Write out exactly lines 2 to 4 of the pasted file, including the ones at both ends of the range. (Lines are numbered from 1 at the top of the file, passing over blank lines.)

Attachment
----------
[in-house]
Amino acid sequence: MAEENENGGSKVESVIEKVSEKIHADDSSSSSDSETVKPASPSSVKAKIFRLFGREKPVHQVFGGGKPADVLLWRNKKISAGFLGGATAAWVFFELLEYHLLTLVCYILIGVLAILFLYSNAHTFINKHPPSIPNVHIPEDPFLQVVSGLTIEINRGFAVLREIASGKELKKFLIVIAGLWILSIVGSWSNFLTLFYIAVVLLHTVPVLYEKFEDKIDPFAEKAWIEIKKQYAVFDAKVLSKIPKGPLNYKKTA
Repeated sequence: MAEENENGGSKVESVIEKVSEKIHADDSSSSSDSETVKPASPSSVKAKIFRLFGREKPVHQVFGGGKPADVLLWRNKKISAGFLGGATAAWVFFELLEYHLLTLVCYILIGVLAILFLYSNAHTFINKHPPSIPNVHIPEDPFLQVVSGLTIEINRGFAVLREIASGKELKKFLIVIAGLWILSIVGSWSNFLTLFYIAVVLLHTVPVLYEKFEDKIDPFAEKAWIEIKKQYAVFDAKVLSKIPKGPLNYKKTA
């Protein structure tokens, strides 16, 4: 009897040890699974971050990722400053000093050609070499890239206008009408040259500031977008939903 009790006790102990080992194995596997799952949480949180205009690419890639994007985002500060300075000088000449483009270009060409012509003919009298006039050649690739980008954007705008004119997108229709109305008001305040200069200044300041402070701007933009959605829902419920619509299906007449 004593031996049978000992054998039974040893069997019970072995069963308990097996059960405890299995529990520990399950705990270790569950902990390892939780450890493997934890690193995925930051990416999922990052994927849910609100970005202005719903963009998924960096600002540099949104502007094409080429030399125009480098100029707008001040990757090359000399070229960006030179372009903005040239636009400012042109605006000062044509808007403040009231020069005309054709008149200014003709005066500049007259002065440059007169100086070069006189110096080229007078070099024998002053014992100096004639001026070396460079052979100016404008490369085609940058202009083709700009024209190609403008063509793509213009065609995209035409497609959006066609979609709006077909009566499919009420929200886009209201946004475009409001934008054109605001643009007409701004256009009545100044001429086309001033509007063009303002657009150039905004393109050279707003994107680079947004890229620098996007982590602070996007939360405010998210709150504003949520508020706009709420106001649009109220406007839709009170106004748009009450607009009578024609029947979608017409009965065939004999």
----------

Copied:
Amino acid sequence: MAEENENGGSKVESVIEKVSEKIHADDSSSSSDSETVKPASPSSVKAKIFRLFGREKPVHQVFGGGKPADVLLWRNKKISAGFLGGATAAWVFFELLEYHLLTLVCYILIGVLAILFLYSNAHTFINKHPPSIPNVHIPEDPFLQVVSGLTIEINRGFAVLREIASGKELKKFLIVIAGLWILSIVGSWSNFLTLFYIAVVLLHTVPVLYEKFEDKIDPFAEKAWIEIKKQYAVFDAKVLSKIPKGPLNYKKTA
Repeated sequence: MAEENENGGSKVESVIEKVSEKIHADDSSSSSDSETVKPASPSSVKAKIFRLFGREKPVHQVFGGGKPADVLLWRNKKISAGFLGGATAAWVFFELLEYHLLTLVCYILIGVLAILFLYSNAHTFINKHPPSIPNVHIPEDPFLQVVSGLTIEINRGFAVLREIASGKELKKFLIVIAGLWILSIVGSWSNFLTLFYIAVVLLHTVPVLYEKFEDKIDPFAEKAWIEIKKQYAVFDAKVLSKIPKGPLNYKKTA
């Protein structure tokens, strides 16, 4: 009897040890699974971050990722400053000093050609070499890239206008009408040259500031977008939903 009790006790102990080992194995596997799952949480949180205009690419890639994007985002500060300075000088000449483009270009060409012509003919009298006039050649690739980008954007705008004119997108229709109305008001305040200069200044300041402070701007933009959605829902419920619509299906007449 004593031996049978000992054998039974040893069997019970072995069963308990097996059960405890299995529990520990399950705990270790569950902990390892939780450890493997934890690193995925930051990416999922990052994927849910609100970005202005719903963009998924960096600002540099949104502007094409080429030399125009480098100029707008001040990757090359000399070229960006030179372009903005040239636009400012042109605006000062044509808007403040009231020069005309054709008149200014003709005066500049007259002065440059007169100086070069006189110096080229007078070099024998002053014992100096004639001026070396460079052979100016404008490369085609940058202009083709700009024209190609403008063509793509213009065609995209035409497609959006066609979609709006077909009566499919009420929200886009209201946004475009409001934008054109605001643009007409701004256009009545100044001429086309001033509007063009303002657009150039905004393109050279707003994107680079947004890229620098996007982590602070996007939360405010998210709150504003949520508020706009709420106001649009109220406007839709009170106004748009009450607009009578024609029947979608017409009965065939004999």